NDD expresses concern over freedom of religion, belief in Nigeria

by Akeem Alao B.
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The Network for Democracy and Development (NDD), has expressed concern over the state of Freedom of Religion or Belief (FoRB) in Nigeria.

In a statement jointly signed by its National Coordinator, Tajudeen Alabede, and General Secretary, Muhammad Jameel Muhammad, on Thursday March 3rd, 2022, NDD lamented the policy gap on Freedom of Religion or Belief in Nigeria.

The organisation cited different recent scenarios and cases of religious conflicts resulting in either injury or death of individual(s) being victimised.

One prevalent case of such nature is one which involved “harassment of Muslim women in hijab in different workplaces and institutions of learning in south western Nigeria and Kwara State and the critically reviewed video of a Muslim who claimed to have been denied a job opportunity solely because of his religious conviction brought to the fore the unsettling reality of religious bigotry in Nigeria.”

Further quoting the press statement, “The situation in Kwara State assumed a violent dimension on February 3, 2022 when a student, Habeeb Idris, was killed while ten others were injured when some stakeholders protested the discrimination against the use of hijab in a public school in Ijagbo town in the State.”

The organisation faulted the government for its notorious silence on matters stemming from such occasions of discrimination.

“In many cases involving discrimination on the basis of religion, reactions by government have always oscillated between inexplicable silence and the issuing of some ineffectual press statements. On a few occasions, ad-hoc peace meetings are facilitated by the government between affected religious communities.

“More often than not, concrete efforts towards creating awareness on FoRB are championed by religious and inter-religious groups.

“The policy gap and disposition of the government to play second fiddle by underplaying the imperative of giving effect to clear provisions of international and domestic laws amounts to a dereliction of duty.

“NDD, therefore, calls on the government not to abdicate its obligation on FoRB and/or outsource this to religious and inter-religious bodies.

“On the proposal for a peaceful coexistence,” the organisation said.

“Discussions about FoRB and peaceful coexistence should no longer be confined to conference halls, seminar rooms and pages of learned journals and newspapers.

“FoRB should now become a mainstream subject. A multicultural society like ours can only thrive and attain sustainable peace when citizens are sufficiently educated about the nation’s cultural diversity and learn to respect and accept people from diverse cultural backgrounds,” it added.

Suggesting ways to curb this morass, the organisation mentioned steps to take to address the policy gap.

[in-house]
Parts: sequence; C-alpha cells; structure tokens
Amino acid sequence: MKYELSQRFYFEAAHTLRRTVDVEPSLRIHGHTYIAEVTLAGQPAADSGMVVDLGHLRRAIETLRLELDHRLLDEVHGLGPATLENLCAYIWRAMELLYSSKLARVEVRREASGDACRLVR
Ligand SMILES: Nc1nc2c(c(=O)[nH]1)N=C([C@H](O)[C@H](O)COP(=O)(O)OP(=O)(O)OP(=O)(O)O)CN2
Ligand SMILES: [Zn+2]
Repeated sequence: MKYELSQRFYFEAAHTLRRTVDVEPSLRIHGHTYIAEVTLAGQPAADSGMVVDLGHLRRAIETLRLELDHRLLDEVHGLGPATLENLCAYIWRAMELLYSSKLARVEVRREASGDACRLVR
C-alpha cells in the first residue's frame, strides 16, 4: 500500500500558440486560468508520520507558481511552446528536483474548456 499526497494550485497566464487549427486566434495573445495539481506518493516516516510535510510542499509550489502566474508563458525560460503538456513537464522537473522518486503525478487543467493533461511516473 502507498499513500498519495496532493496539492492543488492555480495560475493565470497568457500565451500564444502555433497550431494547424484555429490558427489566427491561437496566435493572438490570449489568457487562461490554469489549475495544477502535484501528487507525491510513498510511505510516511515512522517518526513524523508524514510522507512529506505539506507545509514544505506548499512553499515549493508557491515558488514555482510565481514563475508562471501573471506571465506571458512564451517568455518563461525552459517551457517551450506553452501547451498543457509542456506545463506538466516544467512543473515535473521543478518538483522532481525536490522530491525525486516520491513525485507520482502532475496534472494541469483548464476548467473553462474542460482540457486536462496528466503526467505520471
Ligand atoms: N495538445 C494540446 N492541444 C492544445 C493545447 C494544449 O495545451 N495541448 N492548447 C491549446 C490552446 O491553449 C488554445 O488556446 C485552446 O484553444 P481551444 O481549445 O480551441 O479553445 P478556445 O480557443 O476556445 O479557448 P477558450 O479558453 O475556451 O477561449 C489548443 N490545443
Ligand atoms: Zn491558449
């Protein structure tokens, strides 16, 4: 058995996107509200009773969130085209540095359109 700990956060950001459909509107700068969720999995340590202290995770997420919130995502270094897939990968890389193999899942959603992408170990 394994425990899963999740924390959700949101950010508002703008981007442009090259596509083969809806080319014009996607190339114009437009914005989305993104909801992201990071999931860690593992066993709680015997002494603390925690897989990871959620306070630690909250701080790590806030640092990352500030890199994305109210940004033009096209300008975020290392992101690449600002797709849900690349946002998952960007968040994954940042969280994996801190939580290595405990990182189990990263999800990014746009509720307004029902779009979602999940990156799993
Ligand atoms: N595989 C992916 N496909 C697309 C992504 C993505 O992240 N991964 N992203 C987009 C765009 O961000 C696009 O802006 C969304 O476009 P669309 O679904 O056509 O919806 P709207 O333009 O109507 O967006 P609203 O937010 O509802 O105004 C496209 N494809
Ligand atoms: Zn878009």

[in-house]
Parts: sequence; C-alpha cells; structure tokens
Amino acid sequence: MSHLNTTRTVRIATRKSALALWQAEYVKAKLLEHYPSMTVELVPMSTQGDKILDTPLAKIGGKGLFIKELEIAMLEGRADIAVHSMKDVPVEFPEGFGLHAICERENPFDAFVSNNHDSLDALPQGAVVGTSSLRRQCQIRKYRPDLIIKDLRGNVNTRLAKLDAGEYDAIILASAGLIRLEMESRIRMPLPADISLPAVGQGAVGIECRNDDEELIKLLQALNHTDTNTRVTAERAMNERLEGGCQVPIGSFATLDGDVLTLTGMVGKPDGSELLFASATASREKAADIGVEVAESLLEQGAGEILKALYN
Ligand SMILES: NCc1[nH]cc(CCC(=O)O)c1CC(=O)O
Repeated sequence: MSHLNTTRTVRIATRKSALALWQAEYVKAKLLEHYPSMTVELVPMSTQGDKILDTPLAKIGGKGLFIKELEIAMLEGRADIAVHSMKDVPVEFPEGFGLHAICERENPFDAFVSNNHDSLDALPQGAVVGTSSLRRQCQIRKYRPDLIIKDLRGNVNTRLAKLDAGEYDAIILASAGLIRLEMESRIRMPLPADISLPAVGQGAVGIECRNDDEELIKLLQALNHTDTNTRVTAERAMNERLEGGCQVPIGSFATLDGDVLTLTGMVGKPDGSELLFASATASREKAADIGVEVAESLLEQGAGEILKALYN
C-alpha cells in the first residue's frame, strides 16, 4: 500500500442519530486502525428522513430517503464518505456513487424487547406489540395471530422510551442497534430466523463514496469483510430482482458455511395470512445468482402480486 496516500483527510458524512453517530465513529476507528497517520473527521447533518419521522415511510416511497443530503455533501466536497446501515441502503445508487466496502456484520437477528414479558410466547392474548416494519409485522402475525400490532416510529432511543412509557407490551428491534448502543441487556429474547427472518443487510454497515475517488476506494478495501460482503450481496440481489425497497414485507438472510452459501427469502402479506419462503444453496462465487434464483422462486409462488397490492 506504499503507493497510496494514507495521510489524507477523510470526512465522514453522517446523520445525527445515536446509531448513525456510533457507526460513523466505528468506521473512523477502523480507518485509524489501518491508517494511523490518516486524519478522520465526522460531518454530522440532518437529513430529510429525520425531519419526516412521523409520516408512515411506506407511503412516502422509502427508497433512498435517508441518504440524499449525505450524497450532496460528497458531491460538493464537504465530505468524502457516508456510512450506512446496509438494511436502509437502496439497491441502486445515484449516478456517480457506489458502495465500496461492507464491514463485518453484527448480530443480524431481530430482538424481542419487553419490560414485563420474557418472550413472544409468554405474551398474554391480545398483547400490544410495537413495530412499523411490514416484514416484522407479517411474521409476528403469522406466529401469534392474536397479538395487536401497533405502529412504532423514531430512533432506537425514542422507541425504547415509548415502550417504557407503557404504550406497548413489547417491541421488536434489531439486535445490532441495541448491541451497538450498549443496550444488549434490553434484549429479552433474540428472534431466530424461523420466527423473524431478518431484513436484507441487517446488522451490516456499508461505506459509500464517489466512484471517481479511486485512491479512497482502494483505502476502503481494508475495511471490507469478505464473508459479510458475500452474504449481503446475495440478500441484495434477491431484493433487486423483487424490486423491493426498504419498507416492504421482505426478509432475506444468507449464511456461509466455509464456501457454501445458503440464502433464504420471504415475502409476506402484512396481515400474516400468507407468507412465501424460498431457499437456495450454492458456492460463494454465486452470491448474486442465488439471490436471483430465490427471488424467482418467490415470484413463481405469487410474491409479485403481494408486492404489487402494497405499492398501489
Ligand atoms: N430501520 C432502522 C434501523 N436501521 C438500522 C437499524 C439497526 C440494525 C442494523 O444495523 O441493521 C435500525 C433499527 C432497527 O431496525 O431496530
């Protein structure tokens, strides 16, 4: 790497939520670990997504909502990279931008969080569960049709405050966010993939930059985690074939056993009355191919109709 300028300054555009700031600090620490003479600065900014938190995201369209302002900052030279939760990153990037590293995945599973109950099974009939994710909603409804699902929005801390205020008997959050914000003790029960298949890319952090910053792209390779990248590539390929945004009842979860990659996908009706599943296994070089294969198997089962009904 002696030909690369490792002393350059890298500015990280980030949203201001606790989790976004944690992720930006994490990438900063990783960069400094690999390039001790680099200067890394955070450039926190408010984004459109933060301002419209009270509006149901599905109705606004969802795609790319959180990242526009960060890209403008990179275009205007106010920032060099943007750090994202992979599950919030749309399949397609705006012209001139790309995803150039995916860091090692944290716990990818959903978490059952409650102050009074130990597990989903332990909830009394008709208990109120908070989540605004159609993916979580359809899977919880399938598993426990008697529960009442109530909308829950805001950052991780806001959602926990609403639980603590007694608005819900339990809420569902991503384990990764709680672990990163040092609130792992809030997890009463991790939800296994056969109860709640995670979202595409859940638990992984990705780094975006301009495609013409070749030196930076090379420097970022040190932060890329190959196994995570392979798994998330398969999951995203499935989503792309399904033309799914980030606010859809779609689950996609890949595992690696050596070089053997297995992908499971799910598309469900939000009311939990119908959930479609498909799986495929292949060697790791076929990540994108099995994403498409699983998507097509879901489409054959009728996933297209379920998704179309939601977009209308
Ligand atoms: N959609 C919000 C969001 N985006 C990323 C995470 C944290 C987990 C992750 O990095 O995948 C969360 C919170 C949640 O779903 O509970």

“Among many other practical steps that should be taken by the government to address this policy gap, NDD considers Education, Advocacy, Mediation and Justice as most critical at this point.

“We believe that the most important point to start this new journey is the education system which embraces the largest percentage of the population.

“The curriculum for all levels of education should include courses on fundamental human rights, freedom of religion and belief (FoRB) and peaceful coexistence.

“In addition to formal educational institutions, the training of all civil servants at all levels of governance should include intensive orientation on the subject.

The organisation also posited that “public institutions should, as a matter of policy, embrace cultural diversity (…)”

“This way, Nigerians will have a clear idea of states, local government areas, communities, agencies and organisations that have embraced FoRB and respect for cultural diversity.

“In the same vein, the policy should compel all institutions for the training of religious leaders to include the teaching of fundamental human rights, freedom of religion or belief and peaceful coexistence as part of the requirements for the accreditation of such institutions by the government,” it stated.

As we transit into a global village and digital world, “NDD urges the federal government to mass produce copies of relevant international and domestic laws on fundamental human rights and freedom of religion or belief for free distribution to citizens in different languages.

“Electronic versions of these laws should also be available on the websites of appropriate government agencies. Information about fundamental human rights should not be a luxury.”

The organization then expressed their keen interest in the Kwara State Government “to take legal measures towards apprehending and prosecuting those who fomented the violence that led to the death of Habeeb Idris and offer adequate compensation to the families of all the victims”.

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